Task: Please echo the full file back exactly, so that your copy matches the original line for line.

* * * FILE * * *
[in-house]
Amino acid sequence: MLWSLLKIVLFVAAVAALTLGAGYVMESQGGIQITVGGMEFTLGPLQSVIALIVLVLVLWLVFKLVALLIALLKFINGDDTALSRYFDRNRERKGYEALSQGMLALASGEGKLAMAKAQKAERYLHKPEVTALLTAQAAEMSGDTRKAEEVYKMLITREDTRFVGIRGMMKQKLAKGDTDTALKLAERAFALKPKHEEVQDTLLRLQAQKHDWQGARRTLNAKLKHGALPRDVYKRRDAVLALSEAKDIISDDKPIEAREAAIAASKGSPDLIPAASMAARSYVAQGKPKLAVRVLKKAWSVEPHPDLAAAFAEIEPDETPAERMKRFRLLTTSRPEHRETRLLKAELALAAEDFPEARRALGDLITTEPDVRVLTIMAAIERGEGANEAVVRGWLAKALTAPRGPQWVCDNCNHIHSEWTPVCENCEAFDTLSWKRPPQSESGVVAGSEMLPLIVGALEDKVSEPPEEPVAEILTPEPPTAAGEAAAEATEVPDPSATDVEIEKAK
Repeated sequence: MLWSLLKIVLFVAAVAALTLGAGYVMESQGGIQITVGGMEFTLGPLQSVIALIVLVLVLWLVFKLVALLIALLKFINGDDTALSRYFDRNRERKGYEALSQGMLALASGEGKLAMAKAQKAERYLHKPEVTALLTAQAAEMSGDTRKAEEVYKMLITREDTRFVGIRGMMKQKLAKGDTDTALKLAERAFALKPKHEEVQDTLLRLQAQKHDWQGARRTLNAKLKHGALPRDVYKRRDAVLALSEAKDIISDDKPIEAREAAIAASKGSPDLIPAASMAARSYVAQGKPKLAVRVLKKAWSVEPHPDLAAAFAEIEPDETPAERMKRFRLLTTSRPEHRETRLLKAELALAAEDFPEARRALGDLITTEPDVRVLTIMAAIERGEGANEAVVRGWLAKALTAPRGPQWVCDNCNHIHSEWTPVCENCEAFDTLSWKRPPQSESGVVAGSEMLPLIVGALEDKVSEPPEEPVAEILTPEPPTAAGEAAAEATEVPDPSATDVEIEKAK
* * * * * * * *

[in-house]
Amino acid sequence: MLWSLLKIVLFVAAVAALTLGAGYVMESQGGIQITVGGMEFTLGPLQSVIALIVLVLVLWLVFKLVALLIALLKFINGDDTALSRYFDRNRERKGYEALSQGMLALASGEGKLAMAKAQKAERYLHKPEVTALLTAQAAEMSGDTRKAEEVYKMLITREDTRFVGIRGMMKQKLAKGDTDTALKLAERAFALKPKHEEVQDTLLRLQAQKHDWQGARRTLNAKLKHGALPRDVYKRRDAVLALSEAKDIISDDKPIEAREAAIAASKGSPDLIPAASMAARSYVAQGKPKLAVRVLKKAWSVEPHPDLAAAFAEIEPDETPAERMKRFRLLTTSRPEHRETRLLKAELALAAEDFPEARRALGDLITTEPDVRVLTIMAAIERGEGANEAVVRGWLAKALTAPRGPQWVCDNCNHIHSEWTPVCENCEAFDTLSWKRPPQSESGVVAGSEMLPLIVGALEDKVSEPPEEPVAEILTPEPPTAAGEAAAEATEVPDPSATDVEIEKAK
Repeated sequence: MLWSLLKIVLFVAAVAALTLGAGYVMESQGGIQITVGGMEFTLGPLQSVIALIVLVLVLWLVFKLVALLIALLKFINGDDTALSRYFDRNRERKGYEALSQGMLALASGEGKLAMAKAQKAERYLHKPEVTALLTAQAAEMSGDTRKAEEVYKMLITREDTRFVGIRGMMKQKLAKGDTDTALKLAERAFALKPKHEEVQDTLLRLQAQKHDWQGARRTLNAKLKHGALPRDVYKRRDAVLALSEAKDIISDDKPIEAREAAIAASKGSPDLIPAASMAARSYVAQGKPKLAVRVLKKAWSVEPHPDLAAAFAEIEPDETPAERMKRFRLLTTSRPEHRETRLLKAELALAAEDFPEARRALGDLITTEPDVRVLTIMAAIERGEGANEAVVRGWLAKALTAPRGPQWVCDNCNHIHSEWTPVCENCEAFDTLSWKRPPQSESGVVAGSEMLPLIVGALEDKVSEPPEEPVAEILTPEPPTAAGEAAAEATEVPDPSATDVEIEKAK